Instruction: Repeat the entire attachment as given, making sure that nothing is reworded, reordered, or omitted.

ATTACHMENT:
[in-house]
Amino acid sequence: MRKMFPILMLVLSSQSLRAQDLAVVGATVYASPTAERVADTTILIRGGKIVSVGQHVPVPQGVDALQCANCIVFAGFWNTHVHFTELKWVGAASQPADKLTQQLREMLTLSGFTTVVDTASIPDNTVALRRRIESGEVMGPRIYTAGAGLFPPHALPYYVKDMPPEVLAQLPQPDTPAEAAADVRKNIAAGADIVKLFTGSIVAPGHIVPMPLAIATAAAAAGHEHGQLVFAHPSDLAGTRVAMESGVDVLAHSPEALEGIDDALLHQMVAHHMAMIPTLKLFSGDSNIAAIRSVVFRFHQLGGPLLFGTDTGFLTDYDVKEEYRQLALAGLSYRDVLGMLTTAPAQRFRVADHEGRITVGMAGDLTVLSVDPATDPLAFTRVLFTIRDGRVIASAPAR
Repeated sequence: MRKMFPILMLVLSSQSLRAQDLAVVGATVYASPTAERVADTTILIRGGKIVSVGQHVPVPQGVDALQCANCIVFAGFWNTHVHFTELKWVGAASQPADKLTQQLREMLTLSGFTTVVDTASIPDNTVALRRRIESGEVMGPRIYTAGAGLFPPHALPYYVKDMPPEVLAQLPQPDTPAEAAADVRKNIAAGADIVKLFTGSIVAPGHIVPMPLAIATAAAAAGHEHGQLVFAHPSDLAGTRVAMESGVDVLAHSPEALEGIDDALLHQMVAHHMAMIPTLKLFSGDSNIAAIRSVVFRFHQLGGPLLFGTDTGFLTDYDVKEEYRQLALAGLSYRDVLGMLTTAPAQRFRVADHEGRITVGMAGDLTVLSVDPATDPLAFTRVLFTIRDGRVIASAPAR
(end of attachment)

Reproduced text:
[in-house]
Amino acid sequence: MRKMFPILMLVLSSQSLRAQDLAVVGATVYASPTAERVADTTILIRGGKIVSVGQHVPVPQGVDALQCANCIVFAGFWNTHVHFTELKWVGAASQPADKLTQQLREMLTLSGFTTVVDTASIPDNTVALRRRIESGEVMGPRIYTAGAGLFPPHALPYYVKDMPPEVLAQLPQPDTPAEAAADVRKNIAAGADIVKLFTGSIVAPGHIVPMPLAIATAAAAAGHEHGQLVFAHPSDLAGTRVAMESGVDVLAHSPEALEGIDDALLHQMVAHHMAMIPTLKLFSGDSNIAAIRSVVFRFHQLGGPLLFGTDTGFLTDYDVKEEYRQLALAGLSYRDVLGMLTTAPAQRFRVADHEGRITVGMAGDLTVLSVDPATDPLAFTRVLFTIRDGRVIASAPAR
Repeated sequence: MRKMFPILMLVLSSQSLRAQDLAVVGATVYASPTAERVADTTILIRGGKIVSVGQHVPVPQGVDALQCANCIVFAGFWNTHVHFTELKWVGAASQPADKLTQQLREMLTLSGFTTVVDTASIPDNTVALRRRIESGEVMGPRIYTAGAGLFPPHALPYYVKDMPPEVLAQLPQPDTPAEAAADVRKNIAAGADIVKLFTGSIVAPGHIVPMPLAIATAAAAAGHEHGQLVFAHPSDLAGTRVAMESGVDVLAHSPEALEGIDDALLHQMVAHHMAMIPTLKLFSGDSNIAAIRSVVFRFHQLGGPLLFGTDTGFLTDYDVKEEYRQLALAGLSYRDVLGMLTTAPAQRFRVADHEGRITVGMAGDLTVLSVDPATDPLAFTRVLFTIRDGRVIASAPAR